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Ashot Vorobyov
Ashot Vorobyov

Hexose


Hexoses are extremely important in biochemistry, both as isolated molecules (such as glucose and fructose) and as building blocks of other compounds such as starch, cellulose, and glycosides. Hexoses can form dihexose (like sucrose) by a condensation reaction that makes 1,6-glycosidic bond.




hexose


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In the linear form, there are 16 aldohexoses and eight 2-ketohexoses, stereoisomers that differ in the spatial position of the hydroxyl groups. These species occur in pairs of optical isomers. Each pair has a conventional name (like "glucose" or "fructose"), and the two members are labeled "D-" or "L-", depending on whether the hydroxyl in position 5, in the Fischer projection of the molecule, is to the right or to the left of the axis, respectively. These labels are independent of the optical activity of the isomers. In general, only one of the two enantiomers occurs naturally (for example, D-glucose) and can be metabolized by animals or fermented by yeasts.


The term "hexose" sometimes is assumed to include deoxyhexoses, such as fucose and rhamnose: compounds with general formula C6H12O6-y that can be described as derived from hexoses by replacement of one or more hydroxyl groups with hydrogen atoms.


In linear form, an aldohexose has four chiral centres, which give 16 possible aldohexose stereoisomers (24),comprising 8 pairs of enantiomers. The linear forms of the eight D-aldohexoses, in the Fischer projection, are


When drawn in this order, the Fischer projections of the D-aldohexoses can be identified with the 3-digit binary numbers from 0 to 7, namely 000, 001, 010, 011, 100, 101, 110, 111. The three bits, from left to right, indicate the position of the hydroxyls on carbons 4, 3, and 2, respectively: to the right if the bit value is 0, and to the left if the value is 1.


In 1897, an unfermentable product obtained by treatment of fructose with bases, in particular lead(II) hydroxide, was given the name glutose, a portmanteau of glucose and fructose, and was claimed to be a 3-ketohexose.[12][13] However, subsequent studies showed that the substance was a mixture of various other compounds.[13][14]


Like most monosaccharides with five or more carbons, each aldohexose or 2-ketohexose also exists in one or more cyclic (closed-chain) forms, derived from the open-chain form by an internal rearrangement between the carbonyl group and one of the hydroxyl groups.


If the sugar is an aldohexose, with the carbonyl in position 1, the reaction may involve the hydroxyl on carbon 4 or carbon 5, creating a hemiacetal with five- or six-membered ring, respectively. If the sugar is a 2-ketohexose, it can only involve the hydroxyl in carbon 5, and will create a hemiketal with a five-membered ring.


The closure turns the carboxyl carbon into a chiral center, which may have either of two configurations, depending on the position of the new hydroxyl. Therefore, each hexose in linear form can produce two distinct closed forms, identified by prefixes "α" and "β".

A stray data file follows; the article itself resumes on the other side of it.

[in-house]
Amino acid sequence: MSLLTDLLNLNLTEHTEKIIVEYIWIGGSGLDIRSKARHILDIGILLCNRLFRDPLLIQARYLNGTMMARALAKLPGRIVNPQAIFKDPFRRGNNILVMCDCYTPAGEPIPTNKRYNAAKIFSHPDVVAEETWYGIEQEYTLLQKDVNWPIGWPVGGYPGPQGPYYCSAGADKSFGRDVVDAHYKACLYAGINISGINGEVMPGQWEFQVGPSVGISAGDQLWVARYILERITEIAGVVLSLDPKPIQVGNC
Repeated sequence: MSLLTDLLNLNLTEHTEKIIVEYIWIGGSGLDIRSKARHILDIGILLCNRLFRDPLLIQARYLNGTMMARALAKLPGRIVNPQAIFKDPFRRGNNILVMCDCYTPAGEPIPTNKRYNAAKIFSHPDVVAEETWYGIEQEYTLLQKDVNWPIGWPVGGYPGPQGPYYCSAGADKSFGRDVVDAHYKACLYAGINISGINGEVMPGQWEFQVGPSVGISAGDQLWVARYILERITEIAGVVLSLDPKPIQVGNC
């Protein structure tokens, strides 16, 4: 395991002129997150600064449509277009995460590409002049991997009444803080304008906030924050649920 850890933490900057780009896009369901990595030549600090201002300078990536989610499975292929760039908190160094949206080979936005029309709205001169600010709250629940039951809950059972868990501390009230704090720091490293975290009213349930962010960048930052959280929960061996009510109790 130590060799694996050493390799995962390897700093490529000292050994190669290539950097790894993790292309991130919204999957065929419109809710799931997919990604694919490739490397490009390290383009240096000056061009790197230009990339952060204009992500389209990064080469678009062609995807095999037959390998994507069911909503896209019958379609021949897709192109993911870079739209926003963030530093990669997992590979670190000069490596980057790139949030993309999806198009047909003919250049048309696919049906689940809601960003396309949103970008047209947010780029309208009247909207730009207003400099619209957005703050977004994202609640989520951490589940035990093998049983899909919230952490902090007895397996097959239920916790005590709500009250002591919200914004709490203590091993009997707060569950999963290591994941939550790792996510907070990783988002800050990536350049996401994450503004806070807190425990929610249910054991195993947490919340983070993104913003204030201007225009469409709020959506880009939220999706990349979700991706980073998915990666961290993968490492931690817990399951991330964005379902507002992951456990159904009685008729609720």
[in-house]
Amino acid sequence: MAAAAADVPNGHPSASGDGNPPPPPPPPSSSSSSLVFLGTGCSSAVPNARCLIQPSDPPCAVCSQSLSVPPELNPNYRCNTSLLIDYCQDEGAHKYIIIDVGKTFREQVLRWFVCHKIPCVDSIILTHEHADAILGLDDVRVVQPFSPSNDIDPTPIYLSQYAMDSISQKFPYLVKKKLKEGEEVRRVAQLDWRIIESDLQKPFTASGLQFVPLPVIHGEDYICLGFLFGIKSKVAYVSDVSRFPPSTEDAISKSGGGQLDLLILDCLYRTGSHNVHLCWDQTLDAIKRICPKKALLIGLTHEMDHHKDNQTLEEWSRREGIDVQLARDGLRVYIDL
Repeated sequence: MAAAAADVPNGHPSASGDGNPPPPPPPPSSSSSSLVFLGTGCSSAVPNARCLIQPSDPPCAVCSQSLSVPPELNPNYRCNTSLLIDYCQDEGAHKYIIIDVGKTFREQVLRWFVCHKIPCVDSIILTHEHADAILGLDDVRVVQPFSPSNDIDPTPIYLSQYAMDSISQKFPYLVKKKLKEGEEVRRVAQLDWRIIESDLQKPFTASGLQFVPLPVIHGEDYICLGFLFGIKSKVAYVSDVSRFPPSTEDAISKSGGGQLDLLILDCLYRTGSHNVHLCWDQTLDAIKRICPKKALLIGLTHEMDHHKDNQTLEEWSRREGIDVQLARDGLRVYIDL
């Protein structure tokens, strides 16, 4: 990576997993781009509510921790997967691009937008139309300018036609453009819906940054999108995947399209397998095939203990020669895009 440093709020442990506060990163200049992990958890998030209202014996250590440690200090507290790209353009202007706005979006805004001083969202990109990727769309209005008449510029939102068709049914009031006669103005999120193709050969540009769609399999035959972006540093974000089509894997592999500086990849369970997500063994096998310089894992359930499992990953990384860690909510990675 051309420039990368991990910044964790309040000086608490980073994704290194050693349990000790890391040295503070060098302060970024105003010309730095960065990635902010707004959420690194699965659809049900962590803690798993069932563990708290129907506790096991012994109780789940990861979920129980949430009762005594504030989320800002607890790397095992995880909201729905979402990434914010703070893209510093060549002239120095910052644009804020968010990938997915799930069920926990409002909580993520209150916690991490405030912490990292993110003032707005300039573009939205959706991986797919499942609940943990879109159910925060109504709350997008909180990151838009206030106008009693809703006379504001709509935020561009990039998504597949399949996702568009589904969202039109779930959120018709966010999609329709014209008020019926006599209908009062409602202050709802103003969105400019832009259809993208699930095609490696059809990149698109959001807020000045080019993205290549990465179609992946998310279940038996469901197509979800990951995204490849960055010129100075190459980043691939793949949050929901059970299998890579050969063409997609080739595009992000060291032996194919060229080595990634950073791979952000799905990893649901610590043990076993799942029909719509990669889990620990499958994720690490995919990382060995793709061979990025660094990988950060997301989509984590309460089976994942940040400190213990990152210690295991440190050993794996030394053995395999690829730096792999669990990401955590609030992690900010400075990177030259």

It has been known since 1926 that hexoses in the crystalline solid state assume the cyclic form. The "α" and "β" forms, which are not enantiomers, will usually crystallize separately as distinct species. For example, D-glucose forms an α crystal that has specific rotation of +112 and melting point of 146 C, as well as a β crystal that has specific rotation of +19 and melting point of 150 C.[4]


Although all hexoses have similar structures and share some general properties, each enantiomer pair has its own chemistry. Fructose is soluble in water, alcohol, and ether.[9] The two enantiomers of each pair generally have vastly different biological properties.


D-Sorbose is commonly used in the commercial synthesis of ascorbic acid.[10] D-Tagatose is a rare natural ketohexose that is found in small quantities in food.[11] D-Fructose is responsible for the sweet taste of many fruits, and is a building block of sucrose, the common sugar.


Hepatic hexose transport was characterized using 3-O-methyl-D-glucose, which is not metabolized by the liver. The kinetic parameters determined in the starved state were taken as basal values for the transport system which showed saturation kinetics with high Vmax and Km values of 161 nmol/mg dry wt./rnin and 39 mM respectively. In the fed state, the Vmax was found to be increased nearly two-fold; this may be due to a phenomenon known as trans-stirnulation. The effects of N2-induced anoxia and of KCN were investigated. In the fasted state, anoxia caused the transport characteristics Vmax and Km to decrease nearly two-fold whereas KCN had the opposite effect as the Vmax and Km were increased by three- and two-fold respectively. In the fed state, anoxia and KCN caused a marked decrease in the transport characteristics.